On Memorial Day, we remembered the service members that made the ultimate sacrifice. While we honor their sacrifices, let us also keep in mind the importance of honoring their legacy by remembering their unique place as family members and friends of people who miss them.
Vietnam veteran Jim Crigler recently made the news with his 2,000 mi+ trip down the Mississippi River, handing out Gold Stars to family members of fallen service members. His touching tribute serves as a reminder that their sacrifices should never be forgotten, nor should their faithful service be taken for granted.
Even if we have deceased former military members that were part of our families who didn’t die in battle, we must not forget that they, too, felt the burden of the costs of war. Regardless of whether it was in the form of readjusting to civilian life, coping with the effects of addiction or mental illness, or living with a disability, many now-departed veterans struggled and left behind family members who must also cope with struggles of their own.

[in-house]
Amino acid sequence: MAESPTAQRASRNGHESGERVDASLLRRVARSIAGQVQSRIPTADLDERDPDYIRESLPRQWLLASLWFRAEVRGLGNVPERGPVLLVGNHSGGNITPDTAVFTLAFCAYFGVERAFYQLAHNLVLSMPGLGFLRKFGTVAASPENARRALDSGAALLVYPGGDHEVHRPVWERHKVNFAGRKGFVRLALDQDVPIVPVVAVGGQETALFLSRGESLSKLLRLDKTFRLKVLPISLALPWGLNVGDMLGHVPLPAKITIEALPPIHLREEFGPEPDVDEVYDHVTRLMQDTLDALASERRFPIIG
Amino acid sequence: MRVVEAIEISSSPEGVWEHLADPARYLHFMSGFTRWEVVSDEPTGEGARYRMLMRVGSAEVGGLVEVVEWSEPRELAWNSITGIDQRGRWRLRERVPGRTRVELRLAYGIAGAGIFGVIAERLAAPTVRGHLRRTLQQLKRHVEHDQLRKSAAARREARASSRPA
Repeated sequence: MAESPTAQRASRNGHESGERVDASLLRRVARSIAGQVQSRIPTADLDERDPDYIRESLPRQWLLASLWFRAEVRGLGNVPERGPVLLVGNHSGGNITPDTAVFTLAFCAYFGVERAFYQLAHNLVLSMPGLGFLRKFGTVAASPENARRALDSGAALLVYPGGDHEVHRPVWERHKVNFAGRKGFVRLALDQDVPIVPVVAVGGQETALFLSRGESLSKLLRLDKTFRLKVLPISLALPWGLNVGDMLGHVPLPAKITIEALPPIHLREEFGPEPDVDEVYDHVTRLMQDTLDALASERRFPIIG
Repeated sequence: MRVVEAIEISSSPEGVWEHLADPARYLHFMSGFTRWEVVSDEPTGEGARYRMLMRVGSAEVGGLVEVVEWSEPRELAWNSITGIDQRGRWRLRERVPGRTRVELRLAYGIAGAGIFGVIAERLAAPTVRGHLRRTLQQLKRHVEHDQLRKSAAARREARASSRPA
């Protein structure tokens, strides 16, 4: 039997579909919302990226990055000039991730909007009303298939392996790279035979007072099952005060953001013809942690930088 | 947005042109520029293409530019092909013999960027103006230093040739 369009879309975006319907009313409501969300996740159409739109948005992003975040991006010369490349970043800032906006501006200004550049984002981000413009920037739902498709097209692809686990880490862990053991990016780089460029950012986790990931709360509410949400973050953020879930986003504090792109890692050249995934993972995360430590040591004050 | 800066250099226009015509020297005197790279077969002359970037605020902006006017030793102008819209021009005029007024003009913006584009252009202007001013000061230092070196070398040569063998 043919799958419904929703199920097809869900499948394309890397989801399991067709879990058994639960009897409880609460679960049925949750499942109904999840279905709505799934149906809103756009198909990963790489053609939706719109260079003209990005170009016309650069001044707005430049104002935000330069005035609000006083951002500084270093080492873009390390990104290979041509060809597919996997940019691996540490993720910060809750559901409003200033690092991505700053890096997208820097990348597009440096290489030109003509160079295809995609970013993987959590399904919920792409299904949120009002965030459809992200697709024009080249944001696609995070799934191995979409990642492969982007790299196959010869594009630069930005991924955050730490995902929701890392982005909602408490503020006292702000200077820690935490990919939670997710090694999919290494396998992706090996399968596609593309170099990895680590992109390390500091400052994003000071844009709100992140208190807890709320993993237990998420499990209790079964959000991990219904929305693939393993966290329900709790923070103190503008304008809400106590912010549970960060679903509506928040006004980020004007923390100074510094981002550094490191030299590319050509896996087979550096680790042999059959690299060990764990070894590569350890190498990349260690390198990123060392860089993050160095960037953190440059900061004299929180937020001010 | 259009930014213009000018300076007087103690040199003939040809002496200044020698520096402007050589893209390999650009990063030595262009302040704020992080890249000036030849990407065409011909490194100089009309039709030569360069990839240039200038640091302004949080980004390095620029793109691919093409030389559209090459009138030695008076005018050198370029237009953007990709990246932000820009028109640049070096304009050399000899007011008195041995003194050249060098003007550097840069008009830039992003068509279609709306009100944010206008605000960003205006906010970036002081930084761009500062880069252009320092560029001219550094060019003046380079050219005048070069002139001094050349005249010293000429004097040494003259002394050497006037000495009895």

Meaningful tributes to both war dead and deceased veterans matter to families. In addition to the typical military awards, tributes that involve commemorating the service member’s life outside the military are often very meaningful.
For example, remembering someone only as “Jim, retired Staff Sargeant, United States Army” says less about them as a whole person than “Jim, a dad, dog lover, avid reader and Italian cuisine fan.”
A Jewish proverb that is very fitting reads, “The only truly dead are those who have been forgotten.” The war dead and those who lost their lives after returning home maybe won’t be forgotten in the traditional sense as long as wars are documented, but we can lose sight of WHO these brave souls were.
Whether we remember them each Memorial Day or at Veteran’s Day, let’s truly remember THEM, as family members, friends, people with interests that often mirror our own. Each of them matters in the ongoing story of shaping our country’s and world’s history.